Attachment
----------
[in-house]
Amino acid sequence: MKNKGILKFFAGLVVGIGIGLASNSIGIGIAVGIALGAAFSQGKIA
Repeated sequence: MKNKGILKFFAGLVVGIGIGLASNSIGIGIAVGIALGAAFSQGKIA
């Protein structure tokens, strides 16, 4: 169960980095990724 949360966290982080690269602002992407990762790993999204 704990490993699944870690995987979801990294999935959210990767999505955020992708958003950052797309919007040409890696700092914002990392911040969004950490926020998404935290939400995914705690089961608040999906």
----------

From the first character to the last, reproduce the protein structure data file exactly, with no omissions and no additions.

[in-house]
Amino acid sequence: MKNKGILKFFAGLVVGIGIGLASNSIGIGIAVGIALGAAFSQGKIA
Repeated sequence: MKNKGILKFFAGLVVGIGIGLASNSIGIGIAVGIALGAAFSQGKIA
């Protein structure tokens, strides 16, 4: 169960980095990724 949360966290982080690269602002992407990762790993999204 704990490993699944870690995987979801990294999935959210990767999505955020992708958003950052797309919007040409890696700092914002990392911040969004950490926020998404935290939400995914705690089961608040999906």